Rabies is fatal; vaccinate your dogs
As you are aware, the month of September has been dubbed “Rabies Awareness Month” by all health partners. Consequently, this year’s celebration is scheduled to take place in the Upper East Region.
The theme for this year’s celebration is “One Health, Zero Deaths”, which is aimed at highlighting awareness, celebrating rabies prevention efforts, intensifying activities and uniting towards a total eradication by 2030.
Rabies is a deadly viral disease of warm-blooded animals and is transmitted to humans through the bite or a scratch of an infected animal, resulting in fatal encephalitis (inflammation of the brain), nervous system disorder and death.
It is obvious that anyone who gets rabies dies. More than 95 per cent of human cases of rabies are due to bites or scratches from infected dogs.
It is now proven that in America, bats are the major source of human rabies deaths. Transmission can also occur when infectious material, usually saliva, comes into direct contact with human mucosa or fresh skin wounds.
As a result of its devastating effects, the World Organisation for Animal Health (OIE), the Food and Agriculture Organisation of the United Nations (FAO) and the Global Alliance for Rabies Control (GARC) have established a global “United Against Rabies” collaboration to provide a common strategy to achieve “zero human rabies deaths by 2030”.
According to the World Health Organisation (WHO), about 70,000 people die of rabies every year across the world.
Out of the estimated 70,000 people that die of rabies every year, 99 per cent of deaths occur in Africa and Asia, especially in the developing countries, with Ghana not being an exemption.
Rabies is prevalent in more than 150 countries and territories and about 40 per cent of people bitten by suspect rabid animals are children between the ages of five and 15.
The situation in Ghana
Dog bite cases keep increasing over the years in Ghana, especially in the Ashanti and Greater Accra regions due to a rise in the population of stray dogs.
Between January and September 2014, 70 dog bites had been recorded in Accra, with six deaths according to the Veterinary Service Department.
In Ghana, 25 human rabies deaths were recorded between January 2009 and July 2011. There has been an increase in rabies cases over the years as 57 people died of rabies in 2016 and it is feared that there were many unreported cases.
In greater Kumasi this year (2022), out of 74 outbreaks 38 tested positive for animal rabies and in the same period five persons died of human rabies.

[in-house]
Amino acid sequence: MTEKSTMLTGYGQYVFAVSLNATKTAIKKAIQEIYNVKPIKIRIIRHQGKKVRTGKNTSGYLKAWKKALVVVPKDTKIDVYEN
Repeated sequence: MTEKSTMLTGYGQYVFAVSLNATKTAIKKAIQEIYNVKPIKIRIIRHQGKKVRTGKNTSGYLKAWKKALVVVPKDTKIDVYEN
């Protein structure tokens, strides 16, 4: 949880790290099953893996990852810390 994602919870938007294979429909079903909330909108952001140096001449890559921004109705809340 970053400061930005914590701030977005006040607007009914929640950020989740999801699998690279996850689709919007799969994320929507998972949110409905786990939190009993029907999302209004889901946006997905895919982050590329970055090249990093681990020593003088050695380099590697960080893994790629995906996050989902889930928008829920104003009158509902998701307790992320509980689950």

Rabies elimination is possible through vaccination of dogs and prevention of dog bites. Many countries have been declared free of rabies by the Centre for Disease Control and Prevention.
However, it is expensive treating a rabies exposure. Post-Exposure Prophylaxis (PEP) comes with an average cost of US$40 in Africa and US$49 in Asia. When it comes to Africa and Ghana, this cost could be catastrophic to affected families.
Veterinary experts say vaccinating dogs is the most cost-effective strategy for preventing rabies in people. Dog vaccination reduces deaths attributable to rabies and the need for PEP as a part of dog bite patient care.
The situation poses a major challenge to the Veterinary Services Directorate (VSD) of the Ministry of Food and Agriculture.
But we know Ghana is equally up to the task particularly when the VSD is currently undergoing retooling to ensure the strengthening of the institutional capacity to effectively perform its functions of prevention, detection and control of animal diseases, including rabies in the country.
It is expected that the enhanced capacity of the VSD will reduce the vulnerability of the country to the outbreaks of animal diseases.
With adequate resources and diligent programme management, Ghana should be able to eliminate rabies. Most European countries and some African countries namely Cape Verde, Libya, Mauritius and Seychelles have been able to eliminate rabies completely from their countries.
Veterinary experts indicate that the incubation period for rabies is between two and three months, but may vary from one week to a year depending on factors such as the location of virus entry and viral load.
Early symptoms of rabies include a fever with pain and unusual tingling or burning sensation (paraesthesia) at the wound site.
As the virus spreads to the central nervous system, progressive and fatal inflammation of the brain and spinal cord develops.
The prevention of rabies infection largely depends on the prevention of dog bites for both children and adults. Also, an essential rabies vaccination programme can decrease both the incidence of human rabies and the financial burden of treating dog bites.
Increasing awareness of rabies prevention and control in our communities is paramount, especially with pet ownership.
After contact with a suspect rabid animal, first, inform the veterinary services. The biting animal should be identified and quarantined for observation, then immediately flush and wash the wound for a minimum of 15 minutes with soap and water, detergent, povidone-iodine or other substances that can kill the virus.
The writer is the Head of Public Relations Ministry of Food and Agriculture. Email: firstname.lastname@example.org